Sunday, December 14, 2014

God Wants Us To Be Free

Originally published at prageruniversity.com
Although the First Commandment ("I am the Lord your God") appears simple at first glance, it actually set into motion the most revolutionary idea in human history -- ethical monotheism, the belief that there is one God whose main wish is that people treat each other decently. Dennis Prager explains that without this commandment, the following nine mean little. With it, the Ten Commandments becomes world-changing.



By Dennis Prager and originally published at prageruniversity.com

What is the first of the Ten Commandments?

It might seem like an odd question, but it's not. Jews and Christians give different answers. The reason is that what we know as "The Ten Commandments" is, in the original Hebrew, "The Ten Statements." And since the Hebrew is the original, we begin with the first statement, which all religions agree, is: "I am the Lord your God who took you out of the land of Egypt, out of the house of bondage." This statement is so important that none of the other commandments make sense without it.

First, it asserts that God is giving these commandments. Not Moses and not any other human being. Second, God is the One who delivered you from slavery. Again, no human being did this, not even Moses. Therefore you have an obligation to me, God. And what is that obligation? That you live by the following nine commandments. 

This is the beginning of what is known as ethical monotheism, the greatest world-changing innovation of the Hebrew Bible. It means two things. Ethical monotheism means that the one God -- that's monotheism -- is the source of ethics, of morality. Morality, an objective code of right and wrong, does not emanate from human opinion; it emanates from God, and therefore transcends human opinion. The other meaning of ethical monotheism is that what God most wants from us is that we treat other human beings morally. None of the Ten Commandments concern what humans must do "for" God; pre-Ten Commandments religions all believed that people must do a lot "for" their gods -- for example, feed them and even sacrifice people to them.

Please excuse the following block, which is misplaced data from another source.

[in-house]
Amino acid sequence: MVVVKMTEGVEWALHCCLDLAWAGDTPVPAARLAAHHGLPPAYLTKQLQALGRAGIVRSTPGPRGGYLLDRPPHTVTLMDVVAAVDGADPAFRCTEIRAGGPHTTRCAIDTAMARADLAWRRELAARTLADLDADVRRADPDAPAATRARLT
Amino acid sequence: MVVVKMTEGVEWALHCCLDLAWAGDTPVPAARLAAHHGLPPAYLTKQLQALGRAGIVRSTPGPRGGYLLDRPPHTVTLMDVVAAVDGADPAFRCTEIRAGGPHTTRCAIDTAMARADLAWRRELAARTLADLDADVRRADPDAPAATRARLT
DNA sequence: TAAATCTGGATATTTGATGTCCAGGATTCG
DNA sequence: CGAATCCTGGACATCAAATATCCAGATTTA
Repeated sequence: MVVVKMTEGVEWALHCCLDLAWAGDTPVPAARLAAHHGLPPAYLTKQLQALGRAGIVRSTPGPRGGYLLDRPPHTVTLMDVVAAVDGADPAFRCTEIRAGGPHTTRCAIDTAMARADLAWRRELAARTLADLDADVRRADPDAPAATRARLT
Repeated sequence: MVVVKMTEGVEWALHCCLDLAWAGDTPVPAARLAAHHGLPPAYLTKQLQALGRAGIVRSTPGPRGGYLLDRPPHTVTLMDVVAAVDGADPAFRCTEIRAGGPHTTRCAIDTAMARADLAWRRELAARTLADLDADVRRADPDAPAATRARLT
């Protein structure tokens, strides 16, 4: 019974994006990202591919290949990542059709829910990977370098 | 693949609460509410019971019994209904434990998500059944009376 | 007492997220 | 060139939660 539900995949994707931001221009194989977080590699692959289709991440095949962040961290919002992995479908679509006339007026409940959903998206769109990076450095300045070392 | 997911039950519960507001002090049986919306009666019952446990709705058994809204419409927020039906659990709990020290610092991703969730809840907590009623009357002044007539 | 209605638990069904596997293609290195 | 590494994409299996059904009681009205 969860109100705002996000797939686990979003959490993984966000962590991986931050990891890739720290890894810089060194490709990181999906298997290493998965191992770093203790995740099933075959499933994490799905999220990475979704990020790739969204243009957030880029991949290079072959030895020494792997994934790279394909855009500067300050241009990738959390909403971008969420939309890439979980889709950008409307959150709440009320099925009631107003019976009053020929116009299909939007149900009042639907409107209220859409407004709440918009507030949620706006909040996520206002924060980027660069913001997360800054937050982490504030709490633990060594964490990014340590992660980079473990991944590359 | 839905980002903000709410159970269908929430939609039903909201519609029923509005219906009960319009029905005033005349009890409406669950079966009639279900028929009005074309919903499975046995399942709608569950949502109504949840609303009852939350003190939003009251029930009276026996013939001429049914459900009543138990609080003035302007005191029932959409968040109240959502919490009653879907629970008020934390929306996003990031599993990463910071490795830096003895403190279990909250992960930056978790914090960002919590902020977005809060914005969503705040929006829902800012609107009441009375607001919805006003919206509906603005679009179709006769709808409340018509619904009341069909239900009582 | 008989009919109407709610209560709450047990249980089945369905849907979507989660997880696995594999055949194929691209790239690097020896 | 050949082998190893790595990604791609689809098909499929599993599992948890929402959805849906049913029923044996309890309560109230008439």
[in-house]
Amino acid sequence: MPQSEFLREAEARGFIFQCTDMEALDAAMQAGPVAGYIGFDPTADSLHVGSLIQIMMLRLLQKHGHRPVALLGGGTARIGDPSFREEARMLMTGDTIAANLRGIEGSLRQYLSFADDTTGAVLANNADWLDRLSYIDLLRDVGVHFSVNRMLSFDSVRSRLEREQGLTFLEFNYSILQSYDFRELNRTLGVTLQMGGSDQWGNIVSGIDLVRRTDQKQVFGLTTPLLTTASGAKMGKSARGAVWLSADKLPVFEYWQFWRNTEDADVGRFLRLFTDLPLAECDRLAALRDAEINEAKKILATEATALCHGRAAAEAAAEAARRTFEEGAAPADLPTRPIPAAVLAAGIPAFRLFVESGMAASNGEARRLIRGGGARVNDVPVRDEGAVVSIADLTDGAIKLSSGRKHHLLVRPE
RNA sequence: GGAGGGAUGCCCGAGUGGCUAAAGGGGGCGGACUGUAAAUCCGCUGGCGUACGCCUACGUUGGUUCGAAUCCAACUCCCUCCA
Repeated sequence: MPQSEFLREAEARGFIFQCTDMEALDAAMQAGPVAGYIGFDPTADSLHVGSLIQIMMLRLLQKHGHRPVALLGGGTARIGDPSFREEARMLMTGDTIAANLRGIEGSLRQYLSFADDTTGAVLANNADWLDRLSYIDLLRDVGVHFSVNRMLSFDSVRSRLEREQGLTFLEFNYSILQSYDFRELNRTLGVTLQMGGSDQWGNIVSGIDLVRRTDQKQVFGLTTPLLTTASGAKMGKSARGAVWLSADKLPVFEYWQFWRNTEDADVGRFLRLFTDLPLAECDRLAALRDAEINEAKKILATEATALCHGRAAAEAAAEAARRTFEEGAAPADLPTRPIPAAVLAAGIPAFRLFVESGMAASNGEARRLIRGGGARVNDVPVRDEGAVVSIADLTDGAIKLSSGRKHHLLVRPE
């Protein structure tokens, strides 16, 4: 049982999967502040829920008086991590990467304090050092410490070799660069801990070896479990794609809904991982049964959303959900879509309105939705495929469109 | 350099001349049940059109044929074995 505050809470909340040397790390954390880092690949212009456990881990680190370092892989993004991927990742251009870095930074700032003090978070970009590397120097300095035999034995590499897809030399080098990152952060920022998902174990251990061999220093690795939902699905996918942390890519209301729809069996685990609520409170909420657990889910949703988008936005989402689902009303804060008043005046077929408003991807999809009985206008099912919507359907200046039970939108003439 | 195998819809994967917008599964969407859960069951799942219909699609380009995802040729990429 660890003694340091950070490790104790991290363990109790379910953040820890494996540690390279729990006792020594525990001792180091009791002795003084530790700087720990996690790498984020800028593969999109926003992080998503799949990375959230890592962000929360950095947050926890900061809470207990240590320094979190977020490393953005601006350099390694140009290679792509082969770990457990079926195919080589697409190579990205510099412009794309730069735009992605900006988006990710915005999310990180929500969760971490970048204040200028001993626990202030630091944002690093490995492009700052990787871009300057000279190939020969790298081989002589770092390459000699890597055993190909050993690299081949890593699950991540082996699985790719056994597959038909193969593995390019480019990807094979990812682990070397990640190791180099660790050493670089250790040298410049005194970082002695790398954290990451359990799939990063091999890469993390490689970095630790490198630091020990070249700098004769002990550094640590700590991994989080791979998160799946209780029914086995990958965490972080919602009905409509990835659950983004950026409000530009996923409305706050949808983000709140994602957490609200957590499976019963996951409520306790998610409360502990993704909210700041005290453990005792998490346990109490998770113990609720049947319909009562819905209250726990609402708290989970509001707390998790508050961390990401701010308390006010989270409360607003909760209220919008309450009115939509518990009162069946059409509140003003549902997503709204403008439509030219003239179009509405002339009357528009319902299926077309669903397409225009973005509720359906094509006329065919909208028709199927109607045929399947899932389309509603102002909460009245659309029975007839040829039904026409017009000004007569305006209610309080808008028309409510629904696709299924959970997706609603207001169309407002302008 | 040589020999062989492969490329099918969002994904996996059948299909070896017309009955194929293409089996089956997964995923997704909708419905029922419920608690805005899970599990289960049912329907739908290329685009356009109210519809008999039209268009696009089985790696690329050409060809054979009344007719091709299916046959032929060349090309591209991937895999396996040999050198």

But now, thanks to the Ten Commandments, mankind learned that what God wants is that we be good to our fellow human beings. Even the commandments concerning not having false gods and not carrying God's name in vain are ultimately about morality. The thing we can do "for" God is to treat all his other children decently. Every parent can relate to this. Parents -- or at least healthy parents -- have indescribable joy when they see their children act lovingly toward one another and indescribable pain when they see their children hurt one another. So, too, God, who is likened to our father in heaven, cares most about how we treat other human beings, all of whom are His children.

The third critical teaching of the First Statement -- "I am the Lord your God who took you of Egypt, out of the House of bondage" -- is the importance, and the meaning, of freedom. 

Note that God is not saying in this introduction to the Ten Commandments that He created the world. It surely would have made a lot of sense for God to introduce the Ten Commandments with the statement, "I am the Lord your God who created the world." That is, after all, pretty impressive, and would make sense: "I created the world: You better listen to Me." But no, the one thing God declares is that He took the Children of Israel out of slavery and into freedom. That's how much God hates slavery and how important God considers freedom. The Founders of America based their entire view of America on this belief -- that God wants us to be free. That is why the most iconic symbol of the American Revolution, the Liberty Bell, has only one sentence inscribed on it -- a verse from the Hebrew Bible: "Proclaim LIBERTY throughout all the Land unto all the Inhabitants thereof."

But there is one other equally important lesson about freedom imparted by the opening statement of the Ten Commandments: what freedom means. The Giver of the Ten Commandments is, in effect, saying: "I took you out of slavery and into freedom, and these Ten Commandments are the way to make a free society. You cannot be a free people if you do whatever you want." Freedom comes from moral self-control. There is no other way to achieve it.

And fourth and finally, by telling us that He liberated the Hebrew slaves, God made clear that He cares deeply about human beings. It is impressive to create the world. But what most matters is not only that there is a Creator, but that the Creator cares about His creation.

All of that is in the one statement with which the Ten Commandments begins.

I'm Dennis Prager.